Professional processors have a mechanized card machine (or two or several!) which may be as large as room-sized. A sample card is a smaller version of these – used, as you might have guessed, by the textile mills to sample various fiber blends. Any mechanized card (the machine is the card, the person running it is the carder) consists of a licker-in on the end where the fiber is first fed in, a swift (large cylinder) in the middle, a series of strippers and workers (smaller cylinders which work as a team; our sample card has four teams), a fancy, a doffer, and a doffer comb. The licker-in is two cylinders each with short, sharp spikes that further pick the fiber.  The chaff that survived my hand picking is removed during this step. The swift, workers, strippers, and doffer each have carding cloth similar to what a hand card or drum card has. The fancy has carding cloth with very long wires. Each of these cylinders is gear and belt driven, the whole machine is powered by an electric motor, added on later in its history. After the wool goes through all these cylinders, the fiber comes out at the “output” end as a very thin, very sparse layer of fibers which, thanks to static electricity and their affinity for each other, gather themselves up into a loose woolen mass called a cloud. Some processing lines include roving makers or batt makers; we do not have these yet. Actually, spinning from clouds is my favorite kind of preparation now. I find my yarns are much more lively and interesting spun from clouds compared to pin-drafted roving.  But that's just me. 

Our sample card is ancient, a genuine antique - Jim estimates it at least 100 years old - so we try to be careful of it.  Also, we have set it up to deal with short staple, very fine fiber, so we use it only for Santa Cruz Island sheep wool. 


Sometimes I blend colors of SCI sheep wool on the sample card - blue-dyed and white to get various shades of light to darker blue, for example. This blending is fun and exciting, makes great yarn, and I'm sure would make great felt too.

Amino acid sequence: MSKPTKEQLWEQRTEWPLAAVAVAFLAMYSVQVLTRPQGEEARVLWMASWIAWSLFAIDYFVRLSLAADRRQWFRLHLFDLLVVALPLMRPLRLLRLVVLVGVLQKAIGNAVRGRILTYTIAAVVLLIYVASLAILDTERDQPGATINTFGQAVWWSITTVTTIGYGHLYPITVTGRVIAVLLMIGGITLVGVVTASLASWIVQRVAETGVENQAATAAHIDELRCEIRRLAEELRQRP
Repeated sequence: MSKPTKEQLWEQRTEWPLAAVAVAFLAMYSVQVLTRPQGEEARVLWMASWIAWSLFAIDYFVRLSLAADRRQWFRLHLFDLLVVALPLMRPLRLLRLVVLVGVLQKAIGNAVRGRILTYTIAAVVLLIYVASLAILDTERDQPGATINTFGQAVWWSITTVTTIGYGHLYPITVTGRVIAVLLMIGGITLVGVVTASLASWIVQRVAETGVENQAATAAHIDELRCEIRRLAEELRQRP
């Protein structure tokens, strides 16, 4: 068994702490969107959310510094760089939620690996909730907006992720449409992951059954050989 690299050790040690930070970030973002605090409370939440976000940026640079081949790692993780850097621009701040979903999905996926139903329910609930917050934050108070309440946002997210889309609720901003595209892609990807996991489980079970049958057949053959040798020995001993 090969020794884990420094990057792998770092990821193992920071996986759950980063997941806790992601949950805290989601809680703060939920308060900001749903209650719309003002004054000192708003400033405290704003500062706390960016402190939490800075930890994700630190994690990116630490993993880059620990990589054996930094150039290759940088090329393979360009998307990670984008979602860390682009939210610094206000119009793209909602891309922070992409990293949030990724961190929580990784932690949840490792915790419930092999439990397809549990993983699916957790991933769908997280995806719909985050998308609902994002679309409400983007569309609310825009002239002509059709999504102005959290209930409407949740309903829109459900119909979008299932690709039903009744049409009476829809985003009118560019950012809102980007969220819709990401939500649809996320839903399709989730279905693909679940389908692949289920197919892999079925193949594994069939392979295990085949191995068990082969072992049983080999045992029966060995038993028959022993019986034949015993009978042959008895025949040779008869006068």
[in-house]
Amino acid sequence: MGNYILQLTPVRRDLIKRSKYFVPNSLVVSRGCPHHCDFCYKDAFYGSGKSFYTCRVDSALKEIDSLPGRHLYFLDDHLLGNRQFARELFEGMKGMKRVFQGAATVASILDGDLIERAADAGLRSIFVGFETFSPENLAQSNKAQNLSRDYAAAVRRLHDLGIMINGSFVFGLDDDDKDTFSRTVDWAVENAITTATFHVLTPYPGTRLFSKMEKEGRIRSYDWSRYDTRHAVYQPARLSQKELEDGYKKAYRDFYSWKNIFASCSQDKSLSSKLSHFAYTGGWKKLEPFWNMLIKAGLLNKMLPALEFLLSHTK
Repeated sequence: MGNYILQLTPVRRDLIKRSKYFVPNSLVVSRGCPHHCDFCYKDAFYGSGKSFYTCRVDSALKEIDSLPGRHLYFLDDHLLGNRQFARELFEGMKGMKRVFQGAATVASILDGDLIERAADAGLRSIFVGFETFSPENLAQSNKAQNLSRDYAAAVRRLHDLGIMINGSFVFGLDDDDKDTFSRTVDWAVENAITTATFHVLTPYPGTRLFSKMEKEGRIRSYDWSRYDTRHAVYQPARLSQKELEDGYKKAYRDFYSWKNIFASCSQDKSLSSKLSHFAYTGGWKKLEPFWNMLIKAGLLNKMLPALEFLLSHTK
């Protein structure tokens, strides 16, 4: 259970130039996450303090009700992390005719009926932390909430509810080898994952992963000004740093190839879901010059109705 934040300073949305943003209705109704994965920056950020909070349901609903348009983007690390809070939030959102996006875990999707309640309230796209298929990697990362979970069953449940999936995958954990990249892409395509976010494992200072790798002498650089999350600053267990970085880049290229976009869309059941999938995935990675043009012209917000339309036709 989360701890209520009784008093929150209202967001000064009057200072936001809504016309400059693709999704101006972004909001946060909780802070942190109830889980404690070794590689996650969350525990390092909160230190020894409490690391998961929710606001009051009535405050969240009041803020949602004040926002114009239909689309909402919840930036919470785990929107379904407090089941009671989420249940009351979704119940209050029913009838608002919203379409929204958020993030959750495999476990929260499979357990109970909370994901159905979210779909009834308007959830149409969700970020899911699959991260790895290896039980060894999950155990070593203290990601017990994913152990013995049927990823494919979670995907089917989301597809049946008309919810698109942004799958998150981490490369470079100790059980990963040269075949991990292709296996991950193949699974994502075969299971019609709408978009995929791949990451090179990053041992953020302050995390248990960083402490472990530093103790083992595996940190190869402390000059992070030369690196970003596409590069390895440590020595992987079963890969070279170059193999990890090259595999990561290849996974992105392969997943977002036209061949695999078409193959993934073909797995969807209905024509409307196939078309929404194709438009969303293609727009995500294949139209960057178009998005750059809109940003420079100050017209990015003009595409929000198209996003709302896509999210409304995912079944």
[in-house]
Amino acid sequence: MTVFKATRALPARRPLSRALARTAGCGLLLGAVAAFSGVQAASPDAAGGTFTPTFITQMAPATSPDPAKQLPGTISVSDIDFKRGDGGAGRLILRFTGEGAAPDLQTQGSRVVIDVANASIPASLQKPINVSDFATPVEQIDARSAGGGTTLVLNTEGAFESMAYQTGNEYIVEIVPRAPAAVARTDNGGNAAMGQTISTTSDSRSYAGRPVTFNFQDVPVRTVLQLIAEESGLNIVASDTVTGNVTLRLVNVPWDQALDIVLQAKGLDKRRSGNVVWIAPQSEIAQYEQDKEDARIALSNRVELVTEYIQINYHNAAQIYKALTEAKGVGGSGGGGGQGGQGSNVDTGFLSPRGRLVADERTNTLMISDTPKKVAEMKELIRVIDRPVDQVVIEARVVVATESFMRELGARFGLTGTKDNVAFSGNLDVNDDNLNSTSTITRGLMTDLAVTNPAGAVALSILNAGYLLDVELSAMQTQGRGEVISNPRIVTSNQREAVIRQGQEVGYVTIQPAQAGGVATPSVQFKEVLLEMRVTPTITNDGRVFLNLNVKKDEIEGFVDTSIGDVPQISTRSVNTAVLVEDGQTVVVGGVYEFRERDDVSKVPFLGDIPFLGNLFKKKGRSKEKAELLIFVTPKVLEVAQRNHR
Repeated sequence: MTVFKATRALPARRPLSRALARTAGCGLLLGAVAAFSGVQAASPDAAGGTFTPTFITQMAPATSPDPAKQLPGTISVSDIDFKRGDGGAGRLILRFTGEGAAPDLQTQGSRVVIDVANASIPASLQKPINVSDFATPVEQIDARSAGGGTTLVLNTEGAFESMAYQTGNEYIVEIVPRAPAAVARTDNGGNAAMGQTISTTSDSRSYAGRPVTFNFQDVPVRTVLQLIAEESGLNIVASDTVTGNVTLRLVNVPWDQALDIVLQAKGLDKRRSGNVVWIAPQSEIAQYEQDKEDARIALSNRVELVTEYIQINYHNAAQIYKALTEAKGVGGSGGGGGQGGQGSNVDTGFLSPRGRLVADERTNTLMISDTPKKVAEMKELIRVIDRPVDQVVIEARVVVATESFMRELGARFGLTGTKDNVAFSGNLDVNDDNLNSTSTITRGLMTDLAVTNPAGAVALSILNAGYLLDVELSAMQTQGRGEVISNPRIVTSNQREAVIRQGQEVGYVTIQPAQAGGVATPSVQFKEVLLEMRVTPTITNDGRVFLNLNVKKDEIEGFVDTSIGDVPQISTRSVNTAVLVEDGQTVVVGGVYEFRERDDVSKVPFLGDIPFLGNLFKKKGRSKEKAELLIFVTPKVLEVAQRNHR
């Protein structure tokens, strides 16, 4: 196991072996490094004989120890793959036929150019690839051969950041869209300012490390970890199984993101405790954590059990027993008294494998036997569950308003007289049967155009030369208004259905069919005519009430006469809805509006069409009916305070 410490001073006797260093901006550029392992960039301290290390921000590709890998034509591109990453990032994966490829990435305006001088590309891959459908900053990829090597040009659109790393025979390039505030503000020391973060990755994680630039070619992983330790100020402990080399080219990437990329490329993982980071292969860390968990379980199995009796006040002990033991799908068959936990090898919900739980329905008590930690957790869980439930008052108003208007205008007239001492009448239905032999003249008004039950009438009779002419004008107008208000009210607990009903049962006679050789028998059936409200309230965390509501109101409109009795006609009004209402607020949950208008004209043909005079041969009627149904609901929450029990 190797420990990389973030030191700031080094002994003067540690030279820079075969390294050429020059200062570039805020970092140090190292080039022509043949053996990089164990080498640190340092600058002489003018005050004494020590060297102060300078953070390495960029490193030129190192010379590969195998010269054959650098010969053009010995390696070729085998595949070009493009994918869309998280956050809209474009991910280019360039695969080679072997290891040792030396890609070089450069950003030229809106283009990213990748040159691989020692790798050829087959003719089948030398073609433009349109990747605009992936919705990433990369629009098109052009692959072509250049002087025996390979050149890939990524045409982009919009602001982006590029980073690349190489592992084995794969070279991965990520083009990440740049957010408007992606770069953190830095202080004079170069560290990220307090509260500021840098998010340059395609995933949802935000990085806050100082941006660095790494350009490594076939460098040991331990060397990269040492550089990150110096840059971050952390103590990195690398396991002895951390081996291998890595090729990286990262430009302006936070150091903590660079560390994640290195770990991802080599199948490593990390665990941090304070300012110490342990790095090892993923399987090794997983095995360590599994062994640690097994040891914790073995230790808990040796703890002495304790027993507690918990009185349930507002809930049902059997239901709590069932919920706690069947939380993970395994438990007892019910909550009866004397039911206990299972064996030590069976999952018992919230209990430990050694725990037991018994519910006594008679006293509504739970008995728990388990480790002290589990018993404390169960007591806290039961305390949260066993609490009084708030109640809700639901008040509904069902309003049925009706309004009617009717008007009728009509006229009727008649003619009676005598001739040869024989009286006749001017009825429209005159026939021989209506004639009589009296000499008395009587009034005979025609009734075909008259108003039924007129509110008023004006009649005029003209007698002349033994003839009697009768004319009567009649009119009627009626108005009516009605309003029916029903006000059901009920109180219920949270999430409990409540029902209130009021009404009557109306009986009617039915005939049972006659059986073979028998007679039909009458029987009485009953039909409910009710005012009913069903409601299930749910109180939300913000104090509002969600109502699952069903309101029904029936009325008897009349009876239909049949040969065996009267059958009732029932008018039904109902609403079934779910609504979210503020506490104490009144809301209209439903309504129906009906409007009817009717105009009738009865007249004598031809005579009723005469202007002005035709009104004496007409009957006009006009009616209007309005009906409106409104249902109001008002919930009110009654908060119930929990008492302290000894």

The photo to the left shows Santa Cruz Island wool dyed with indigo on the intake conveyor of the card. 
You can see that dye uptake was patchy, with areas of dark and light blue and white.  To me, this is part of the fun of home dyeing so I do this on purpose - almost like tie-dyeing.  On the right is a photo of a cloud, the output, of the same wool, all blended and the colors pretty much homogenized, but with just enough color variation to make interesting yarn.  Ready to spin!

Some of my customers, and (I think) Deborah Robson, use mini-combs to prepare their Santa Cruz Island wool for spinning.  I haven't used mini-combs much yet, so am not prepared to talk about that, but it works very well for them.

Spinning Santa Cruz Island Wool 
After carding, I spin short draw, with very loose tension on my spinning wheel, in order to put in a fair amount of twist (a lot of twist compared to Navajo-Churro wool or llama fiber).  This helps the shorter staple of the wool hold together to make a beautiful, soft, springy yarn.

Here are a few photos of some Santa Cruz Island sheep yarn I spun and plied from some of our Santa Cruz Island sheep fleeces - to show what's possible.  I almost always make two-ply yarn which I use in both knitting and weaving.  My way is to spin Z and ply S.  After plying, I wash the yarn in hot water with a drop of detergent if needed (if extra dye is still coming our or if there is a little grease in the yarn).  Then rinse thoroughly, avoiding drastic temperature changes.  Then I hang the skein to dry without weighting it.  The yarn "blooms", shortening by about one-third and thickening a little, and the wool remembers its crimp and elasticity. 

If I use the Santa Cruz Island yarn for warp on my rigid heddle loom, I try to not put too much tension on the warp so it doesn't stretch the warp.

The white yarn above was blended from several sheep and the gray-brown (above) and dark brown (below) are natural colors, from Sophia (light gray-brown) and Nina (dark brown), two of the three lovely ewes that we obtained from Santa Paula.  I have also included a couple photos of gloves knitted, or being knitted, from Santa Cruz Island sheep wool.